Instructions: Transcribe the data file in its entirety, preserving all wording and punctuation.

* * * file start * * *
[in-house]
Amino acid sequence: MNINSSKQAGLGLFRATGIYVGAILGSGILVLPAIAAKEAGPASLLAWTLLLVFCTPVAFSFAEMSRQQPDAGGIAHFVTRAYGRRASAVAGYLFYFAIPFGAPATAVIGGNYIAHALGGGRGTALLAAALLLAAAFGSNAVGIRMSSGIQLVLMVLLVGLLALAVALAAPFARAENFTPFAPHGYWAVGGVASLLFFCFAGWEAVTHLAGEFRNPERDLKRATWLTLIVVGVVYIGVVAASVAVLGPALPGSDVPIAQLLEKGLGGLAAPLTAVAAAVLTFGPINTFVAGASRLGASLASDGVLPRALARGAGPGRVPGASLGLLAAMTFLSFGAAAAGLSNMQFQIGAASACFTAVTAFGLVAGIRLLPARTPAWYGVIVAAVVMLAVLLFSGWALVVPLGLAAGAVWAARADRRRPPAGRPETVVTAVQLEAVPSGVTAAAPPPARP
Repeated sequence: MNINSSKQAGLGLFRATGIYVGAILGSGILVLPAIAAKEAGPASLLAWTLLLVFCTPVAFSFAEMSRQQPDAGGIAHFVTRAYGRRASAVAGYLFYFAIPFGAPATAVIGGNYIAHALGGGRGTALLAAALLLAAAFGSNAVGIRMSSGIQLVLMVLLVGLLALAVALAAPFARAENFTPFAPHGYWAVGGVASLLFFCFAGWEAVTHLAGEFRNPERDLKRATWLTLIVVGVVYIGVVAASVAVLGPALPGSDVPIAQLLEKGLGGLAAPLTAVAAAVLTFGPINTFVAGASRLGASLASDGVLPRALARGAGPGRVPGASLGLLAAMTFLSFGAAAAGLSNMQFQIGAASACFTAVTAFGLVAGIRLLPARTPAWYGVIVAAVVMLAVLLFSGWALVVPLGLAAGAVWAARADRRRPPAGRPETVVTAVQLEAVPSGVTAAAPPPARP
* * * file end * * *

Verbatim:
[in-house]
Amino acid sequence: MNINSSKQAGLGLFRATGIYVGAILGSGILVLPAIAAKEAGPASLLAWTLLLVFCTPVAFSFAEMSRQQPDAGGIAHFVTRAYGRRASAVAGYLFYFAIPFGAPATAVIGGNYIAHALGGGRGTALLAAALLLAAAFGSNAVGIRMSSGIQLVLMVLLVGLLALAVALAAPFARAENFTPFAPHGYWAVGGVASLLFFCFAGWEAVTHLAGEFRNPERDLKRATWLTLIVVGVVYIGVVAASVAVLGPALPGSDVPIAQLLEKGLGGLAAPLTAVAAAVLTFGPINTFVAGASRLGASLASDGVLPRALARGAGPGRVPGASLGLLAAMTFLSFGAAAAGLSNMQFQIGAASACFTAVTAFGLVAGIRLLPARTPAWYGVIVAAVVMLAVLLFSGWALVVPLGLAAGAVWAARADRRRPPAGRPETVVTAVQLEAVPSGVTAAAPPPARP
Repeated sequence: MNINSSKQAGLGLFRATGIYVGAILGSGILVLPAIAAKEAGPASLLAWTLLLVFCTPVAFSFAEMSRQQPDAGGIAHFVTRAYGRRASAVAGYLFYFAIPFGAPATAVIGGNYIAHALGGGRGTALLAAALLLAAAFGSNAVGIRMSSGIQLVLMVLLVGLLALAVALAAPFARAENFTPFAPHGYWAVGGVASLLFFCFAGWEAVTHLAGEFRNPERDLKRATWLTLIVVGVVYIGVVAASVAVLGPALPGSDVPIAQLLEKGLGGLAAPLTAVAAAVLTFGPINTFVAGASRLGASLASDGVLPRALARGAGPGRVPGASLGLLAAMTFLSFGAAAAGLSNMQFQIGAASACFTAVTAFGLVAGIRLLPARTPAWYGVIVAAVVMLAVLLFSGWALVVPLGLAAGAVWAARADRRRPPAGRPETVVTAVQLEAVPSGVTAAAPPPARP